by Lillian M. Hernández Caraballo
The Outdoor Adventure program may just be UCF’s best-kept secret.
A part of the larger UCF Recreation and Wellness Center (RWC), Outdoor Adventure serves students with a variety of physical activities that offer alternative opportunities for recreation and connection. Their focus is being as eco-friendly, educational, and inclusive as possible.
In other words, for students who may be tired of spending every Friday night at an Orlando club, perhaps a nighttime challenge course competition would sound like a nice change of pace. Or for those who may be trying to cope with the stresses of student life, renting out a kayak for a lone rowing excursion down a peaceful lake could provide some much-needed relaxation. The goal of the program is to offer outdoor experiences to those looking to break routine or enrich their college experience.
The physical challenges are but a part of the program; the results include skill-learning, team-building, and bonding. Program coordinator Katherine Rocco attested to the strong community that has formed around activities like the climbing tower. “It is very alternative to other sports. It is still physical activity but we’re engaging people from a lot of different areas and backgrounds, while providing recreation,” expressed Rocco during an interview. “Recurring participants build a community within that they wouldn’t have found elsewhere. Students from different places just seem to find a home at the climbing tower.” Other activities and facilities covered by Outdoor Adventure include the challenge course, hiking, whitewater rafting, camping, caving, backpacking expeditions, tubing, night paddling, SCUBA certifications and access to the Lake Claire Recreational Area, among many more. If any of this sounds interesting to you, then a visit to the Outdoor Adventure Center (OAC) should be your next stop.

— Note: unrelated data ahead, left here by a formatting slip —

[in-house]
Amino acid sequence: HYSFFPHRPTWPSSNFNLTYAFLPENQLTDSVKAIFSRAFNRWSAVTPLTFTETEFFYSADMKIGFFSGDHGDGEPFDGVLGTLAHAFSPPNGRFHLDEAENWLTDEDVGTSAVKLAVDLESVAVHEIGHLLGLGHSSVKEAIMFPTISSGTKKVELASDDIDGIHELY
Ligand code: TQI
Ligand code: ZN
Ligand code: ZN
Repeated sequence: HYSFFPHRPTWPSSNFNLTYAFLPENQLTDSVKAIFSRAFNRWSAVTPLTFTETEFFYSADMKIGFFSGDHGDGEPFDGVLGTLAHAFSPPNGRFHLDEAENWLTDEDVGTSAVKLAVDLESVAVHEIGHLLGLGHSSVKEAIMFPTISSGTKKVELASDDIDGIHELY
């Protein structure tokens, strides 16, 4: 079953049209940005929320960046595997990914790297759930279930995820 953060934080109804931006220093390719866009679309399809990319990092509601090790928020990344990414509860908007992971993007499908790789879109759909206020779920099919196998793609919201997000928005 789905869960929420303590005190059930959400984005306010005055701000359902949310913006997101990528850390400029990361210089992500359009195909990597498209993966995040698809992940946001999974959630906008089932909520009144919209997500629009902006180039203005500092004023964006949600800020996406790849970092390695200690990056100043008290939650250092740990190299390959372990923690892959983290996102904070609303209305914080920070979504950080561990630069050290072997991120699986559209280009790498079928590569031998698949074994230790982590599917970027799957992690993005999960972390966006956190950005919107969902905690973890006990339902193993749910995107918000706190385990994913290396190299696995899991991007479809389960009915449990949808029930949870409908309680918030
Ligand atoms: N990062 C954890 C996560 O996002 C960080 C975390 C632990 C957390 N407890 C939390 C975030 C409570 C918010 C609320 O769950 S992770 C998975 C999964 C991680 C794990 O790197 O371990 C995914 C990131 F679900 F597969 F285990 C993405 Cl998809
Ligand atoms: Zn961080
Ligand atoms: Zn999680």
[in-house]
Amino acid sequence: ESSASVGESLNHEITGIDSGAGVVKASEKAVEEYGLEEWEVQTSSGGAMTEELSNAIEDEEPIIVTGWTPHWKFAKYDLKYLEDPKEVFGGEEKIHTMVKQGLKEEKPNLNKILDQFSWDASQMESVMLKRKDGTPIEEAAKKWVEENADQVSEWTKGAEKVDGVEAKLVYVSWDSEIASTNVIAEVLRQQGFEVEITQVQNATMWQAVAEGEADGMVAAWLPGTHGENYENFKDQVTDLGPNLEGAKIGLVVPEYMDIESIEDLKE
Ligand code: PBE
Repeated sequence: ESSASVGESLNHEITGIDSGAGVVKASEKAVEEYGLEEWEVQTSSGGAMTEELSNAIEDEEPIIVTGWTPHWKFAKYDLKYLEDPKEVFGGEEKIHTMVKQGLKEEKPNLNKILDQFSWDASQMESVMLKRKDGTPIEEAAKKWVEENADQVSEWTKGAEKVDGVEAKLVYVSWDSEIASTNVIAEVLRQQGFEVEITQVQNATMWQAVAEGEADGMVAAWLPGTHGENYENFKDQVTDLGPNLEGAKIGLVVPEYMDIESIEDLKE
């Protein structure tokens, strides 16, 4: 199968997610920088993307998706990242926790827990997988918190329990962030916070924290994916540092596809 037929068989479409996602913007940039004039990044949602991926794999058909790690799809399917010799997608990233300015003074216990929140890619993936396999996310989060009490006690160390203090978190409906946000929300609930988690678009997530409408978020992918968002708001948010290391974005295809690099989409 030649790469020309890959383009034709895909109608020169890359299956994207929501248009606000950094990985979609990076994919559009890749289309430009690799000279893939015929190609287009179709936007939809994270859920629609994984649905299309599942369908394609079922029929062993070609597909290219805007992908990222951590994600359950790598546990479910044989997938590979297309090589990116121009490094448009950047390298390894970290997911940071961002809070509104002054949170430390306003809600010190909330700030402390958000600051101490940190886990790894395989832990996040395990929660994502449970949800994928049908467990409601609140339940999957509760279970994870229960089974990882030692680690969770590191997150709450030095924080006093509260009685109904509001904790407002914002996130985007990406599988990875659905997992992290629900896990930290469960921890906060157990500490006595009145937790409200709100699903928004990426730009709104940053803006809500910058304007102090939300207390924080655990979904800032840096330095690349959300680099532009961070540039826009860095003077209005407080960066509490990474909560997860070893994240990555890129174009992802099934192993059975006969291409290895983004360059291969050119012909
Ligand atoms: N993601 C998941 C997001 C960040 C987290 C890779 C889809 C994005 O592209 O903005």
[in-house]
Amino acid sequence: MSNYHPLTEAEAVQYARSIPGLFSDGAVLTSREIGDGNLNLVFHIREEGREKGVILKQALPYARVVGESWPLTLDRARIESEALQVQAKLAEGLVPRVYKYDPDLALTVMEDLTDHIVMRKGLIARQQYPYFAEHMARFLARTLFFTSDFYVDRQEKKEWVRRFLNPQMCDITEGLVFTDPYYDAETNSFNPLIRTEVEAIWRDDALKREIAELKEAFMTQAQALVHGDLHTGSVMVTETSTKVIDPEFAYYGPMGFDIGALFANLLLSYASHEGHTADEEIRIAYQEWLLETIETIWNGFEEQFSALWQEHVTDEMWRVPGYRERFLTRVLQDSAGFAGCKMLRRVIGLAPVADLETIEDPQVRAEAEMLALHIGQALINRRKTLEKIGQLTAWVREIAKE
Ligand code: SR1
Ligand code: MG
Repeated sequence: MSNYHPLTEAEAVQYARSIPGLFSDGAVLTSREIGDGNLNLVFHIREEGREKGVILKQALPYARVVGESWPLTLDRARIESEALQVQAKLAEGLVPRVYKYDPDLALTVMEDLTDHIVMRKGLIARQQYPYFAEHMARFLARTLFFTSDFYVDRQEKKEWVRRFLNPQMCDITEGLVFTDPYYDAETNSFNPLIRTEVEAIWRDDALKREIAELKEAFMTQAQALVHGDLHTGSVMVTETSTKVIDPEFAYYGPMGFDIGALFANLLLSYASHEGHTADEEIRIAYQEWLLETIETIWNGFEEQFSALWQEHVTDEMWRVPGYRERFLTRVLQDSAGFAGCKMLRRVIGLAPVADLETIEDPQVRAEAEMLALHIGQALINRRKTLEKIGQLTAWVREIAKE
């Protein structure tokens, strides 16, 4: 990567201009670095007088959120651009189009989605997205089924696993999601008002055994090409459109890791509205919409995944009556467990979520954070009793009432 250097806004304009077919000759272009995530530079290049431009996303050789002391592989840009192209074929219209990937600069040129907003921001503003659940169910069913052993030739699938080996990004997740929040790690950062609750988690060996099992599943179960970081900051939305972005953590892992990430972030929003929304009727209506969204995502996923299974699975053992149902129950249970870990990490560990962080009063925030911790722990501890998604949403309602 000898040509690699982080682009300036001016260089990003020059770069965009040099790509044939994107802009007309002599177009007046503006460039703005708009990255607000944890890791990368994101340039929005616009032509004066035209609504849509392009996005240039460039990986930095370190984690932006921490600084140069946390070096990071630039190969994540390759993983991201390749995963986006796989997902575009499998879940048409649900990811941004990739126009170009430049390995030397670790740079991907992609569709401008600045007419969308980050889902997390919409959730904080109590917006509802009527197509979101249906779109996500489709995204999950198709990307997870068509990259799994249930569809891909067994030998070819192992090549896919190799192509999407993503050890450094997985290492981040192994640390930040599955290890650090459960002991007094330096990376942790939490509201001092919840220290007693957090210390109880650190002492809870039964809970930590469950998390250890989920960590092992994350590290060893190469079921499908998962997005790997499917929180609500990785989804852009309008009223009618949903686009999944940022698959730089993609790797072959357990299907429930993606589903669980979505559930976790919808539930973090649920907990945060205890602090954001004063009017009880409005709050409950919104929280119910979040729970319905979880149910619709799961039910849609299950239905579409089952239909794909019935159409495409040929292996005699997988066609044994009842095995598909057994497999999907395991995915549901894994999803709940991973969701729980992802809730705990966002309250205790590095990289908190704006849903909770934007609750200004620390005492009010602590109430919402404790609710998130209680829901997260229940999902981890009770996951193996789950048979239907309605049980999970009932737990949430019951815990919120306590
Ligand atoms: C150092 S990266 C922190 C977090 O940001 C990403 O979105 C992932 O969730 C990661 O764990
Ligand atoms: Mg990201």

Located within the RWC, the OAC serves as a sort of hub for the program. There, students can find the main offices and meet a friendly staff of coordinators, supervisors, and trip leaders who are available to provide orientation. At the OAC, students can also sign up for adventure trips as well as check out books, maps, and outdoor guides from their library. They can even rent equipment to plan adventure trips of their own. Some of the equipment available to students include backpacks, tents, stoves, sleeping bags, flashlights, kayaks, surf boards, water coolers, and more. Groups can walk out with everything they need for an outdoor adventure for under $35 dollars.
The main goals of the Outdoor Adventure program are to engage all kinds of students with different platforms for growth and learning and to connect students to each other and their natural environment. All of it is exclusive to UCF students and minds specific needs, such as affordability, flexibility, and safety. Therefore, these trips and activities are designed to be both inclusive and adaptive, so students do not need to be experienced athletes to enjoy themselves. The trip leaders are trained to make sure they can accommodate everyone, from beginners to experts.